Panasonic’s standard-definition SDR-H60 ($550) boasts a 50X zoom lens – possibly the longest for a consumer model. (And it promises to keep steady with an improved image stabilizer that measures for hand jitters 4000 times per second.)

But competitors are close behind. Canon’s FS 10, 11 and 100 models go up to 48X through a digital trick. At such long telephoto, the image from the lens doesn’t fill the entire sensor. But since the camcorder “oversamples”—recording onto 1.7 megapixels before down-rezing the video to 0.69 megapixels, the camcorders still get enough data to fill out a standard-def video frame.


On the high-def side, Canon’s Vixia 10 and 100 models sport 12X zoom—Canon’s longest HD lens to date. But it still can’t catch Sony, which goes up to 15X on three HD models.


Video Vaults

Canon, Sony and Samsung offer more ways to store video. Following in Panasonic’s footsteps, they added the ability to archive video on the same kind of removable flash-memory cards found in still cameras: SD cards in the case of Canon and Samsung and MemorySticks for the Sonys. The companies also make models with built-in flash memory and give you the ability to copy video from one memory bank to another. So, for example, you can store video to the internal memory, then grab a clip and put it on a card to give to a friend. Sony goes one step further, though. It’s Hybrid + camcorders offer a third storage media—mini-DVD discs. You can choose to store video to any of the three media, and you can transfer clips (including edited mixes) from internal memory to DVDs or Memory Sticks.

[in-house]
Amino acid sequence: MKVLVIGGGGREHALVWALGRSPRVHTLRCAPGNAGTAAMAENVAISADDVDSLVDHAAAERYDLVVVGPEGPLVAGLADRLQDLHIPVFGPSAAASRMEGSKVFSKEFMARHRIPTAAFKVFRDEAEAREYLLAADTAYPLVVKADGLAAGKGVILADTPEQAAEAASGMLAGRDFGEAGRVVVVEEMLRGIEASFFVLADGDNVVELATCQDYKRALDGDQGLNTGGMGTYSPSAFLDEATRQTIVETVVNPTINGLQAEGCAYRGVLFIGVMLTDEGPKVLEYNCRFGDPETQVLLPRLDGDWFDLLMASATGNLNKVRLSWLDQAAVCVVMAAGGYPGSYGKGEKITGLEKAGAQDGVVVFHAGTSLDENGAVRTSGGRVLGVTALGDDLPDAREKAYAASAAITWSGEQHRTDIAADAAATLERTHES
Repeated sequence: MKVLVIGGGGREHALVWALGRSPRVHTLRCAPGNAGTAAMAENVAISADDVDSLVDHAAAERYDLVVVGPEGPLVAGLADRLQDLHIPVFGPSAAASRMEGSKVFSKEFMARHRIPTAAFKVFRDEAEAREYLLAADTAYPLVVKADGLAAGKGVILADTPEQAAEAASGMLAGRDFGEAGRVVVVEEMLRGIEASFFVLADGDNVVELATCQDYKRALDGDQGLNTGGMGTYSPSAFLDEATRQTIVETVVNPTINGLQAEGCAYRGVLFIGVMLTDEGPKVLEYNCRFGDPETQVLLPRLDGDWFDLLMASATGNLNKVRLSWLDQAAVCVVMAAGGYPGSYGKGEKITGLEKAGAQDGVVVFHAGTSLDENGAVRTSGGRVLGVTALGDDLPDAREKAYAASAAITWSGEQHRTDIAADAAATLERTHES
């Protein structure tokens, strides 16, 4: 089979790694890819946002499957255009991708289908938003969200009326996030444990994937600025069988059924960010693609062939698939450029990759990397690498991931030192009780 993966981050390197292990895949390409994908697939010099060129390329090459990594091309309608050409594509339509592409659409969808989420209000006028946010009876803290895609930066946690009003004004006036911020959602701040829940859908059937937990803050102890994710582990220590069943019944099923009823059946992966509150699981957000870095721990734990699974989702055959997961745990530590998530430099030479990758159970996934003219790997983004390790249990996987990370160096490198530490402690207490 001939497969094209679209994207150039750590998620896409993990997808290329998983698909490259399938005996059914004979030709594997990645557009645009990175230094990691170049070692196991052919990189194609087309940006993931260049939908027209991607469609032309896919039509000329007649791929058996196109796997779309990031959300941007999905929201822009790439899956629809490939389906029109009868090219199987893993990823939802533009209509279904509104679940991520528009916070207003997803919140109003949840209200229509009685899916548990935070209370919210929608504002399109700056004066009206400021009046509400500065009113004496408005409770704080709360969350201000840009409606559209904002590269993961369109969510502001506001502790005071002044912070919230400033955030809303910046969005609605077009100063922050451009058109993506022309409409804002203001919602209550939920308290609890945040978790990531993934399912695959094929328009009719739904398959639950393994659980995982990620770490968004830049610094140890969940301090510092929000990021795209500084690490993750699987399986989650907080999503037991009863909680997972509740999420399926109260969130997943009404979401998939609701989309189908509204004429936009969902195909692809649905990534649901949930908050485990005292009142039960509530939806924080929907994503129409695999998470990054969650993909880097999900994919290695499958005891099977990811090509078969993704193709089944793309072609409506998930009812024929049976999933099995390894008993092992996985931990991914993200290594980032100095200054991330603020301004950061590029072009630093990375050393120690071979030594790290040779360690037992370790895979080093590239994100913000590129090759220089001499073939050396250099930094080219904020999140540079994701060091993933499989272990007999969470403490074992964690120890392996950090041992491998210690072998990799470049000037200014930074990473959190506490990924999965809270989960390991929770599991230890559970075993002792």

Taking it slow

Sony has upped the slow-motion recording on its camcorders. The eight new models can now shoot up to TK seconds of video at 240 frames per second. Samsung also continues with slow-mo. Like its predecessors, the new SC-HMX20C camera (equipped with internal flash memory and an SD card slot) shoots high-def video at 300fps for up to 10 seconds. (To see what 300fps video looks like, check out our movies shot with the Casio Exilim EX-F1.)–Sean Captain

Want more? Check out our entire CES 2008 coverage here.